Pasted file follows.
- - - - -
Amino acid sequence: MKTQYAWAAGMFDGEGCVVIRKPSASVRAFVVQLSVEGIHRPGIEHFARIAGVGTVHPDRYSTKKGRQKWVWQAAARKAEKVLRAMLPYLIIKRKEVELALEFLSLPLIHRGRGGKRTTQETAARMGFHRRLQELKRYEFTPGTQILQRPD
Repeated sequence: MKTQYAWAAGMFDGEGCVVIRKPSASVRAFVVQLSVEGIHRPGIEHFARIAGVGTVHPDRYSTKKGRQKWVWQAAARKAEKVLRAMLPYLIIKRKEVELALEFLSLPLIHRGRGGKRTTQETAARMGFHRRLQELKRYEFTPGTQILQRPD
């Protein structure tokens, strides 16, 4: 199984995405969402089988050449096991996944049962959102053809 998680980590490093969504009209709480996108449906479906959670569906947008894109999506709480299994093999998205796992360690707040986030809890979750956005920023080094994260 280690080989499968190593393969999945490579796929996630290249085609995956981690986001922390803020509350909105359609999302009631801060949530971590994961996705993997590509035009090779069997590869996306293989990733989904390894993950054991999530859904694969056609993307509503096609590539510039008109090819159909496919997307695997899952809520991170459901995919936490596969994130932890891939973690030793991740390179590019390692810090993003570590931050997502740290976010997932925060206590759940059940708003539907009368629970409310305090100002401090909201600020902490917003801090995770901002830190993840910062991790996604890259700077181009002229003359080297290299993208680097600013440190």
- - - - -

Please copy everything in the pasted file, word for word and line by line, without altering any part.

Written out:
Amino acid sequence: MKTQYAWAAGMFDGEGCVVIRKPSASVRAFVVQLSVEGIHRPGIEHFARIAGVGTVHPDRYSTKKGRQKWVWQAAARKAEKVLRAMLPYLIIKRKEVELALEFLSLPLIHRGRGGKRTTQETAARMGFHRRLQELKRYEFTPGTQILQRPD
Repeated sequence: MKTQYAWAAGMFDGEGCVVIRKPSASVRAFVVQLSVEGIHRPGIEHFARIAGVGTVHPDRYSTKKGRQKWVWQAAARKAEKVLRAMLPYLIIKRKEVELALEFLSLPLIHRGRGGKRTTQETAARMGFHRRLQELKRYEFTPGTQILQRPD
């Protein structure tokens, strides 16, 4: 199984995405969402089988050449096991996944049962959102053809 998680980590490093969504009209709480996108449906479906959670569906947008894109999506709480299994093999998205796992360690707040986030809890979750956005920023080094994260 280690080989499968190593393969999945490579796929996630290249085609995956981690986001922390803020509350909105359609999302009631801060949530971590994961996705993997590509035009090779069997590869996306293989990733989904390894993950054991999530859904694969056609993307509503096609590539510039008109090819159909496919997307695997899952809520991170459901995919936490596969994130932890891939973690030793991740390179590019390692810090993003570590931050997502740290976010997932925060206590759940059940708003539907009368629970409310305090100002401090909201600020902490917003801090995770901002830190993840910062991790996604890259700077181009002229003359080297290299993208680097600013440190």